Whilst this list is not exhaustive, these are some of the key methods which can be used to improve employee motivation.  Finding what is right for your manufacturing employees will be a case of trial and error, if you try a technique and it doesn’t work, move on to the next one until you find something that does work.  What works for one member of staff may not work for another, so you will need to be flexible in the techniques you use, and you may have to use a variety of techniques.

You may also find our downloadable resource pack useful as it has some tools that you can use to measure your current output and the improvement in output following the implementation of these techniques.  The pack is downloadable here  https://www.granta-automation.co.uk/freepack and includes an OEE calculator and basic productivity calculator amongst other useful tools.

 

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Why Are Automated Palletisers Becoming More Financially Viable?

With the many social and economic changes that have occurred in the last few years, along with the advances in automation and technology, automated palletising systems are becoming more financially viable than ever before.

In this article we will cover a few of these factors and explain how they have made automated palletising more financially viable for a large number of businesses.

  • Rising Wage Costs
    Rising wage costs, along with the fact that automated technology is becoming cheaper and more commonplace, has had the effect of closing the cost gap between palletising by hand and automating it.  Currently, if you have staff palletising by hand, they are entitled to breaks throughout their shift, and this can mean that production stops during these breaks.  Staff can also be unexpectedly off sick at short notice, which can have the effect of stopping your production process and reducing production output. An automated system will continue to palletise 24/7 and keep your production throughput consistent, quickly improving the payback time of an automated system.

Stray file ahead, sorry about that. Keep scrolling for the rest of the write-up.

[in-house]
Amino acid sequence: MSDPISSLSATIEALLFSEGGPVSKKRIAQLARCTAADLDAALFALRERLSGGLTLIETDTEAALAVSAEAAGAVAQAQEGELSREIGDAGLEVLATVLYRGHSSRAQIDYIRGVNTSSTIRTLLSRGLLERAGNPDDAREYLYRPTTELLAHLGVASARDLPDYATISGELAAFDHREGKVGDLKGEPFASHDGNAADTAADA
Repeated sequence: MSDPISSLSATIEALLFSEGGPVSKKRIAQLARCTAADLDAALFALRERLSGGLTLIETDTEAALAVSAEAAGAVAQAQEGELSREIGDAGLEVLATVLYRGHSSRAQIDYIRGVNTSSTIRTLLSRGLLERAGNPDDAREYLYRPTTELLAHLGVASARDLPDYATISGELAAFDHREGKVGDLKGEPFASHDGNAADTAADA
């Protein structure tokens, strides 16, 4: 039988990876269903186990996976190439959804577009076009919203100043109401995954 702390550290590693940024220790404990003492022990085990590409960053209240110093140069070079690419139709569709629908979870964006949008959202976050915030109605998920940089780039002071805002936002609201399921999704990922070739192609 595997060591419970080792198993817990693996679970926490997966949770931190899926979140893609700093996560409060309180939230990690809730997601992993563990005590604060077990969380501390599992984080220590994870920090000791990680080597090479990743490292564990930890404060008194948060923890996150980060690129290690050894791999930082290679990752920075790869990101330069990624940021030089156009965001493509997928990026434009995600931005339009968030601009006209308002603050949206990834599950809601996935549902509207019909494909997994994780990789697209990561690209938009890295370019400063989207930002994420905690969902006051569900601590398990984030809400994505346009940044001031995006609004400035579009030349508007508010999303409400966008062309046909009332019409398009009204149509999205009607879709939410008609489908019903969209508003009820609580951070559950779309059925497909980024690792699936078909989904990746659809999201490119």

• Labour Shortages
    Since Brexit, there has been a nationwide labour shortage, which is expected to last until at least 2023 and potentially beyond.  This has also been compounded by Covid, and many manufacturers are finding it increasingly difficult to recruit staff to perform manual jobs within their production processes.   Automating your palletising process gives you the security of knowing that you don’t need to recruit for this area, and staff can be redeployed elsewhere within to company to perform other tasks.  It also gives you the peace of mind, knowing that your palletiser will never phone in sick or have unexpected days off and will be ready to work 24/7.  Depending on the layout of your production, one palletising system will often be able to palletise off multiple lines, and dramatically reduce the head count needed for manual palletising.

  • Advanced Software
    There have been many advances in automated technology over the recent years, and these developments have led to a reduction in the cost of automation.  One of the key areas this has affected in palletising, is the fact that some palletising systems no longer need to be programmed by a skilled robot programmer, they can be programmed by your factory staff instead.  This enables you to palletising different sizes of box or bag off one system, and saves having to pay for a skilled robot programmers time each time you need to set up a new bag or box size.
  • Palletisers That Change With Your Process